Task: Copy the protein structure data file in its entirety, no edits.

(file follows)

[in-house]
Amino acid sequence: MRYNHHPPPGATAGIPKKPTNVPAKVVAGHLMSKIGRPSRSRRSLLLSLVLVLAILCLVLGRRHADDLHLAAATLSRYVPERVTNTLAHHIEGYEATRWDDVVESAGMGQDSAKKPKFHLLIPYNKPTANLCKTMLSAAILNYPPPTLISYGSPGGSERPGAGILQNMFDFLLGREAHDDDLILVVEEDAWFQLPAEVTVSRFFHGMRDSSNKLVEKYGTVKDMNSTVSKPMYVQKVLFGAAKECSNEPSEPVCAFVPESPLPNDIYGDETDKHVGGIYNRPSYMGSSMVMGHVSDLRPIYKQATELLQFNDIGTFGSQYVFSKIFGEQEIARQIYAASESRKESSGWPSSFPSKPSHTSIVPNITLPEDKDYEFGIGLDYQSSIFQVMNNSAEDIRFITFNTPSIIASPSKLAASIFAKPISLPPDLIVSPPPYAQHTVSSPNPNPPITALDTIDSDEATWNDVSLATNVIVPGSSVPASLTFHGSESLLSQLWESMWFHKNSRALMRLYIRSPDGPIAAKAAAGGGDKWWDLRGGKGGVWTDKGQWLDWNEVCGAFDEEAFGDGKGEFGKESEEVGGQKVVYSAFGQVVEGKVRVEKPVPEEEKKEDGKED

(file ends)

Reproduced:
[in-house]
Amino acid sequence: MRYNHHPPPGATAGIPKKPTNVPAKVVAGHLMSKIGRPSRSRRSLLLSLVLVLAILCLVLGRRHADDLHLAAATLSRYVPERVTNTLAHHIEGYEATRWDDVVESAGMGQDSAKKPKFHLLIPYNKPTANLCKTMLSAAILNYPPPTLISYGSPGGSERPGAGILQNMFDFLLGREAHDDDLILVVEEDAWFQLPAEVTVSRFFHGMRDSSNKLVEKYGTVKDMNSTVSKPMYVQKVLFGAAKECSNEPSEPVCAFVPESPLPNDIYGDETDKHVGGIYNRPSYMGSSMVMGHVSDLRPIYKQATELLQFNDIGTFGSQYVFSKIFGEQEIARQIYAASESRKESSGWPSSFPSKPSHTSIVPNITLPEDKDYEFGIGLDYQSSIFQVMNNSAEDIRFITFNTPSIIASPSKLAASIFAKPISLPPDLIVSPPPYAQHTVSSPNPNPPITALDTIDSDEATWNDVSLATNVIVPGSSVPASLTFHGSESLLSQLWESMWFHKNSRALMRLYIRSPDGPIAAKAAAGGGDKWWDLRGGKGGVWTDKGQWLDWNEVCGAFDEEAFGDGKGEFGKESEEVGGQKVVYSAFGQVVEGKVRVEKPVPEEEKKEDGKED